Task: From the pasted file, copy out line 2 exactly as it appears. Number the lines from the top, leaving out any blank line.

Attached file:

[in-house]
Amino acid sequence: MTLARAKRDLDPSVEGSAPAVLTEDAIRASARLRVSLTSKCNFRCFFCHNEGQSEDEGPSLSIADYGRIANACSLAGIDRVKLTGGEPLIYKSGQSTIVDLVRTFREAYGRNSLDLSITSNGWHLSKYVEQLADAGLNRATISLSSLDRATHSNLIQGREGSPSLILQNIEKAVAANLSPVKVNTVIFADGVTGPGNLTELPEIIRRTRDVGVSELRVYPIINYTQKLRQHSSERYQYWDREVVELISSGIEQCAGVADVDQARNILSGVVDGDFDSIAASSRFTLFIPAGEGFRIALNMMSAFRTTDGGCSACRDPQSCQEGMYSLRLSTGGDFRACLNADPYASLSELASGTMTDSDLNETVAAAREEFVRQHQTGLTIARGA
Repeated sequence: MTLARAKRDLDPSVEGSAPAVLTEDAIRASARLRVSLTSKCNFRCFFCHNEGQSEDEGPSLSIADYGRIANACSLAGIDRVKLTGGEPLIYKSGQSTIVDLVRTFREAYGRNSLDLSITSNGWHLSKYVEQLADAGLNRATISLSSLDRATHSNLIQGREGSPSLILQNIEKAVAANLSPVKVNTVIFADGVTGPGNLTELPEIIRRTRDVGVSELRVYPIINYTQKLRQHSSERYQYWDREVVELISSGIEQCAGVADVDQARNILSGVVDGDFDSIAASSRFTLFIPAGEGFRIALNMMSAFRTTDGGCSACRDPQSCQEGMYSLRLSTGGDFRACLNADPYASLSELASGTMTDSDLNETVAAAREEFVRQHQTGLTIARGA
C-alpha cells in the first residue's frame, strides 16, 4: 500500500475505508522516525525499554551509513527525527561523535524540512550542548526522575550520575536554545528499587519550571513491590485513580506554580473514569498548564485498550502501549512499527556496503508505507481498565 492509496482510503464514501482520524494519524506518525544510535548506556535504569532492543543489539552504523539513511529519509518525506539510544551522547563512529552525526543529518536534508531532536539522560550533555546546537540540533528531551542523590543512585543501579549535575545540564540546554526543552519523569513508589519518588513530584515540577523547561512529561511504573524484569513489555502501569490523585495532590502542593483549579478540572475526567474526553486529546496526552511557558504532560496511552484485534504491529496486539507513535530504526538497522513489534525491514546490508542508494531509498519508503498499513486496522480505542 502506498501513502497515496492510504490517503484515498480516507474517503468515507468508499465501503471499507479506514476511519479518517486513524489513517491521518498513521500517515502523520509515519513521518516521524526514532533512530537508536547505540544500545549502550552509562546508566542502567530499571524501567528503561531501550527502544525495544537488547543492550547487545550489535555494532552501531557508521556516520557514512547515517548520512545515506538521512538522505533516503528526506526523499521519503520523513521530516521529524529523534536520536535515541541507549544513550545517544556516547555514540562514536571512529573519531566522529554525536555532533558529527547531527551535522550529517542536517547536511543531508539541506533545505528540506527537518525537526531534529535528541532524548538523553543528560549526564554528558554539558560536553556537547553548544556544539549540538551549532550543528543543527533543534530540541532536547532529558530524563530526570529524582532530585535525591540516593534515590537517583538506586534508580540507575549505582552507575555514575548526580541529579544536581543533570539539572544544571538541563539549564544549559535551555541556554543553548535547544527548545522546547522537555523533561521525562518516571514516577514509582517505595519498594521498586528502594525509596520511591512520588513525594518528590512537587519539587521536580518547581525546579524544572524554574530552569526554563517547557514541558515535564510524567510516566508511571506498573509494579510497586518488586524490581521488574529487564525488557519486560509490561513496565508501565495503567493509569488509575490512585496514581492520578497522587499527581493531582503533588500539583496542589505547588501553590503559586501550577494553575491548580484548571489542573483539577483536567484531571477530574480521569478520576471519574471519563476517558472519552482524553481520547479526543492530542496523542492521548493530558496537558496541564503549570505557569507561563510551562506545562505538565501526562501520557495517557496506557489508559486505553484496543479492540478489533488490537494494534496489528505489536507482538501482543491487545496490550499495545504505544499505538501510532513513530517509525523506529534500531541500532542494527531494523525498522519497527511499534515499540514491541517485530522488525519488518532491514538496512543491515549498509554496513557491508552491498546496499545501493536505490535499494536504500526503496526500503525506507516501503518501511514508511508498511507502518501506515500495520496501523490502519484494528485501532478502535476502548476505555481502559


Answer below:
Amino acid sequence: MTLARAKRDLDPSVEGSAPAVLTEDAIRASARLRVSLTSKCNFRCFFCHNEGQSEDEGPSLSIADYGRIANACSLAGIDRVKLTGGEPLIYKSGQSTIVDLVRTFREAYGRNSLDLSITSNGWHLSKYVEQLADAGLNRATISLSSLDRATHSNLIQGREGSPSLILQNIEKAVAANLSPVKVNTVIFADGVTGPGNLTELPEIIRRTRDVGVSELRVYPIINYTQKLRQHSSERYQYWDREVVELISSGIEQCAGVADVDQARNILSGVVDGDFDSIAASSRFTLFIPAGEGFRIALNMMSAFRTTDGGCSACRDPQSCQEGMYSLRLSTGGDFRACLNADPYASLSELASGTMTDSDLNETVAAAREEFVRQHQTGLTIARGA